Fostering Contactless Government Beyond the Pandemic

The term “contactless” has become increasingly popular in recent months due to COVID-19. Demand for digital and no-touch services has grown by 20 percent in the U.S., according to the consulting firm McKinsey, with governments ramping up online portals and services, rolling out contactless transit systems, enabling remote visits by social workers, and enlisting chatbots to support surging demand in call centers.

Remote work, virtual hearings, digital identities, and other technologies are reshaping how governments operate and interact with their constituents in ways that will long outlast the pandemic. Government leaders now face new challenges to maintain momentum beyond the pandemic. Ten areas to focus on are:

Leadership commitment.
Throughout the country, governments’ response to COVID-19 has been a success story with agencies that had previously made investments in digital delivery rapidly able to bring additional services online. As the pandemic abates, it will take continued leadership to drive sustained change, making it a top priority and investing political capital.

Thinking beyond digital delivery.
In many communities it took the pandemic to finalize a process for online permit submission and approval. Other government services need to be addressed with leadership developing ways to reduce friction points with building inspections, where much of the groundwork and subsequent follow-ups can be conducted online with the inspector only making the in-person visit. Additionally, recreation and other activities can be scheduled digitally and followed up with surveys to monitor the quality of service.

Developing digital identities.
Unified digital identities, a largely missing element to improving digital government, allows citizens to use a single login to access services across all departments and services.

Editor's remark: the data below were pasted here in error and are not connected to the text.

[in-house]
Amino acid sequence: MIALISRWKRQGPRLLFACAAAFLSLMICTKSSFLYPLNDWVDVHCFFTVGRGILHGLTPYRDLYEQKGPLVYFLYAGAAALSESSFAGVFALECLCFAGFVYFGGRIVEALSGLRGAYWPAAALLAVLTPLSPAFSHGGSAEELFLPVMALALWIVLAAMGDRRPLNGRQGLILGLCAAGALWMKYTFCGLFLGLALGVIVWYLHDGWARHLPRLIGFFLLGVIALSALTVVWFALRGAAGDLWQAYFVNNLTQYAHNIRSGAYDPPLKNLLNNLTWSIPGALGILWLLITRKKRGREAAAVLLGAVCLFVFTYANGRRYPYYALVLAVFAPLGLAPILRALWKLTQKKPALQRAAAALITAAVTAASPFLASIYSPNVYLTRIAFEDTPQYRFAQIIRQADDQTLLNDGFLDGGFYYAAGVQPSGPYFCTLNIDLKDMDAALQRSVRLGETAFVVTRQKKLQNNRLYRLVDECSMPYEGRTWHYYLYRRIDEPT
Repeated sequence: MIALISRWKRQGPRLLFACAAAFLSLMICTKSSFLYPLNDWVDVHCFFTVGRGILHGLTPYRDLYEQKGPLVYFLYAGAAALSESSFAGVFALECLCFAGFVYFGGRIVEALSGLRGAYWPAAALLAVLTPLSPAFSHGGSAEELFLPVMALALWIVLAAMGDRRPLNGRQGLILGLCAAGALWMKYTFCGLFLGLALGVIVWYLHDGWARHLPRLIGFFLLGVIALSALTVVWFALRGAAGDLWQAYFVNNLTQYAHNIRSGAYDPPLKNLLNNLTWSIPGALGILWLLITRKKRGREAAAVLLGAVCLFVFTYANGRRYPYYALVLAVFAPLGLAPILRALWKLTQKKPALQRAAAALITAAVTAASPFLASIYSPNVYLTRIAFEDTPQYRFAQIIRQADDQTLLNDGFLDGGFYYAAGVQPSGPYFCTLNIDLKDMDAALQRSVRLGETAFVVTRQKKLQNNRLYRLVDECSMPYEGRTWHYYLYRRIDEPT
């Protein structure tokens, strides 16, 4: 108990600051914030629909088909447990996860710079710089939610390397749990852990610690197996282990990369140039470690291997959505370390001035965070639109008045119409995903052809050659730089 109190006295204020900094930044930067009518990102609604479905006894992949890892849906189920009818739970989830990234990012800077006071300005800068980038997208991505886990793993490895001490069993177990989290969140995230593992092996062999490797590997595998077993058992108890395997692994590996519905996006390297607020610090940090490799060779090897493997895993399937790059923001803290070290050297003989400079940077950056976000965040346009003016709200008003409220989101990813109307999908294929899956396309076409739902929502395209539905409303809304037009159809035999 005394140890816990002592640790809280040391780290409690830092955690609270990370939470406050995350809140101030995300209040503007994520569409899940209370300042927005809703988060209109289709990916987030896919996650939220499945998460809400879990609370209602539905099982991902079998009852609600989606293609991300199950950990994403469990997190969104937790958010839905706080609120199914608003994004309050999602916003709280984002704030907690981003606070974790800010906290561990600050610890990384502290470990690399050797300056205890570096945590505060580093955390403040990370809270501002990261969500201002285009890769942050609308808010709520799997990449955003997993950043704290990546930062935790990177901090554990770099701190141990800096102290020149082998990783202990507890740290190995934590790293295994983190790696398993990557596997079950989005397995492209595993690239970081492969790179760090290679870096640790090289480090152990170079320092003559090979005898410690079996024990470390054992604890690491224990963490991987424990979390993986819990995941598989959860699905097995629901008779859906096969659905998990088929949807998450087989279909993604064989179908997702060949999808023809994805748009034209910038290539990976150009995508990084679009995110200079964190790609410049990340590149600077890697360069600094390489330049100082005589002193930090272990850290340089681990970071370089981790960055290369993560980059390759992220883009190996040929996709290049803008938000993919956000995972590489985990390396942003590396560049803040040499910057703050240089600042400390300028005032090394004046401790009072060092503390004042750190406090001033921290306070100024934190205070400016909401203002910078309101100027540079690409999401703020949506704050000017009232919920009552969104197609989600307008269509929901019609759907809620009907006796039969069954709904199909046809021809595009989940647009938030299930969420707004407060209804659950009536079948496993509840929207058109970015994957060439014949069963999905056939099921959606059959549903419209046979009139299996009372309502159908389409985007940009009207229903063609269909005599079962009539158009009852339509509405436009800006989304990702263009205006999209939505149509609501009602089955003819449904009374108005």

Refining remote work.
Many state and local governments had invested in technology to allow employees to work remotely before the pandemic, but the rapid shutdown of government buildings forced massive scaling. Following the pandemic, government workplaces will become even more hybrid and adaptive, with systems and processes of today, designed for a pure office model, having to be redesigned to work differently.

Rethinking public meetings.
At the outset of the pandemic many states issued executive orders or rulings that temporarily relaxed open meeting laws to allow governing bodies to convene remotely. During the pandemic, some governments found that shifting public meetings online actually boosted citizen interactions.

Addressing the digital divide.
An important realization after schools shifted to remote learning is how many families lack Internet access at home. As many as 24 million households nationwide lack reliable and affordable Internet access. Many governments and school districts are coordinating private- and public-sector efforts to provide low- and no-cost options for students and citizens.

Maintaining options.
While digital services have largely been ramped up by necessity, it’s important to ensure that citizens continue to have other options. Maintaining multiple options can be part of a longer-term strategy.

Privacy and security.
Headline-grabbing cyber and ransomware attacks are coming at a time when more government operations are reliant on digital systems and more employees are accessing them from home. Beyond the threat of cyberattacks, the remote delivery of services requires governments to think in new ways to ensure that privacy laws are being followed. Efforts to implement next-generation contactless technology, such as the facial recognition systems, could fall afoul of legislation banning their use.

Budgeting priorities.
As government leaders await the full fiscal impact of the pandemic, experts point to how cutbacks following the dot-com crash nearly two decades ago slowed government adoption of technology for years.

Look ahead to “no-touch” government.
Governments’ success in maintaining services during the pandemic has made the public more conscious and aware of the impact public servants have on every minute of their lives. Looking forward, the opportunity will shift to making those services automatic.

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